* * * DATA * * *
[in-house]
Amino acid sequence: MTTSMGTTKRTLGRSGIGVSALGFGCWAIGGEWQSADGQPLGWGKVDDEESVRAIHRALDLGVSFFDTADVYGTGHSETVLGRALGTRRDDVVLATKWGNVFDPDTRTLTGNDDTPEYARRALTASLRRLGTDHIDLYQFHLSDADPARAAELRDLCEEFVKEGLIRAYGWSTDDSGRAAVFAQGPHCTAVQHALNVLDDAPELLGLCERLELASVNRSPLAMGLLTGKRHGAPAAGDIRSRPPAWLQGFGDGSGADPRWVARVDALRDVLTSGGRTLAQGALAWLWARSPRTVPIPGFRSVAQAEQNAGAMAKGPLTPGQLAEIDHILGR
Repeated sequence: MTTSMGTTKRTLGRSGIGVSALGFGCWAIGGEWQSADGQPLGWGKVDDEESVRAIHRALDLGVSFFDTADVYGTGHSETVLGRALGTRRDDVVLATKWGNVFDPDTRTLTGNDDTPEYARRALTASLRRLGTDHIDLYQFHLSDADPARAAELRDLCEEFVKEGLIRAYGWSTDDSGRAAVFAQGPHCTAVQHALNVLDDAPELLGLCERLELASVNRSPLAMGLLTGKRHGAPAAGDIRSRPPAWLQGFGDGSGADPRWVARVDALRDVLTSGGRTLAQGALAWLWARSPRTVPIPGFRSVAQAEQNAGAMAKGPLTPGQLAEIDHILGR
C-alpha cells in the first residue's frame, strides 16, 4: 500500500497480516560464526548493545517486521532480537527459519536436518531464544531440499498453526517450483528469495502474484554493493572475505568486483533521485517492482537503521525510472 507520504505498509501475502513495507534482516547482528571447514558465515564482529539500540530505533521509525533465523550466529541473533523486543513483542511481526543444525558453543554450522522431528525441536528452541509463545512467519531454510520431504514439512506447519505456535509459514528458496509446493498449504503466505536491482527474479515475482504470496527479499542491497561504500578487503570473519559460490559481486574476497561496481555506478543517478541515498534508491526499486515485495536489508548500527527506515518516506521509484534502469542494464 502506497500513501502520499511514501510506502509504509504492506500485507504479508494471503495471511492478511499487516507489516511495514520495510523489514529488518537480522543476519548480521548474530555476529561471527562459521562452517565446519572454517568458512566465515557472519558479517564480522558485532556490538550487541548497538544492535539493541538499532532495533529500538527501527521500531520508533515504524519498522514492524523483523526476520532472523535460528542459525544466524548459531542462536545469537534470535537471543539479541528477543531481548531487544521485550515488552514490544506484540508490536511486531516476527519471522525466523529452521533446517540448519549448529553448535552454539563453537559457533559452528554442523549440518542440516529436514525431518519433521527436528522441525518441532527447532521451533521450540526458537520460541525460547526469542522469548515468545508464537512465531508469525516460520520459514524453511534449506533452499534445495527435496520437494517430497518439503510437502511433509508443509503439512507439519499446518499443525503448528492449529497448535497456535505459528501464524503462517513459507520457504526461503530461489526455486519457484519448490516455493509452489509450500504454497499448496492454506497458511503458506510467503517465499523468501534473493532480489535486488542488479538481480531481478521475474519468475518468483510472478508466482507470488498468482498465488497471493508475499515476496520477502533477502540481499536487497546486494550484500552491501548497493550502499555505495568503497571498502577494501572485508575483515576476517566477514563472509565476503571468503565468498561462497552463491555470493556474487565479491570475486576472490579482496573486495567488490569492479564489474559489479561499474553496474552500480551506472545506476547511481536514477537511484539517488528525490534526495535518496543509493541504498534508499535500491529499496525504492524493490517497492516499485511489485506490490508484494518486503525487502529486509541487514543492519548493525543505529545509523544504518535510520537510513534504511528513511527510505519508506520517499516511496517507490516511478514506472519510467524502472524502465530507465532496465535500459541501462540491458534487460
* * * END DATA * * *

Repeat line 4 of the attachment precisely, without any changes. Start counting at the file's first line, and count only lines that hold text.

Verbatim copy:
C-alpha cells in the first residue's frame, strides 16, 4: 500500500497480516560464526548493545517486521532480537527459519536436518531464544531440499498453526517450483528469495502474484554493493572475505568486483533521485517492482537503521525510472 507520504505498509501475502513495507534482516547482528571447514558465515564482529539500540530505533521509525533465523550466529541473533523486543513483542511481526543444525558453543554450522522431528525441536528452541509463545512467519531454510520431504514439512506447519505456535509459514528458496509446493498449504503466505536491482527474479515475482504470496527479499542491497561504500578487503570473519559460490559481486574476497561496481555506478543517478541515498534508491526499486515485495536489508548500527527506515518516506521509484534502469542494464 502506497500513501502520499511514501510506502509504509504492506500485507504479508494471503495471511492478511499487516507489516511495514520495510523489514529488518537480522543476519548480521548474530555476529561471527562459521562452517565446519572454517568458512566465515557472519558479517564480522558485532556490538550487541548497538544492535539493541538499532532495533529500538527501527521500531520508533515504524519498522514492524523483523526476520532472523535460528542459525544466524548459531542462536545469537534470535537471543539479541528477543531481548531487544521485550515488552514490544506484540508490536511486531516476527519471522525466523529452521533446517540448519549448529553448535552454539563453537559457533559452528554442523549440518542440516529436514525431518519433521527436528522441525518441532527447532521451533521450540526458537520460541525460547526469542522469548515468545508464537512465531508469525516460520520459514524453511534449506533452499534445495527435496520437494517430497518439503510437502511433509508443509503439512507439519499446518499443525503448528492449529497448535497456535505459528501464524503462517513459507520457504526461503530461489526455486519457484519448490516455493509452489509450500504454497499448496492454506497458511503458506510467503517465499523468501534473493532480489535486488542488479538481480531481478521475474519468475518468483510472478508466482507470488498468482498465488497471493508475499515476496520477502533477502540481499536487497546486494550484500552491501548497493550502499555505495568503497571498502577494501572485508575483515576476517566477514563472509565476503571468503565468498561462497552463491555470493556474487565479491570475486576472490579482496573486495567488490569492479564489474559489479561499474553496474552500480551506472545506476547511481536514477537511484539517488528525490534526495535518496543509493541504498534508499535500491529499496525504492524493490517497492516499485511489485506490490508484494518486503525487502529486509541487514543492519548493525543505529545509523544504518535510520537510513534504511528513511527510505519508506520517499516511496517507490516511478514506472519510467524502472524502465530507465532496465535500459541501462540491458534487460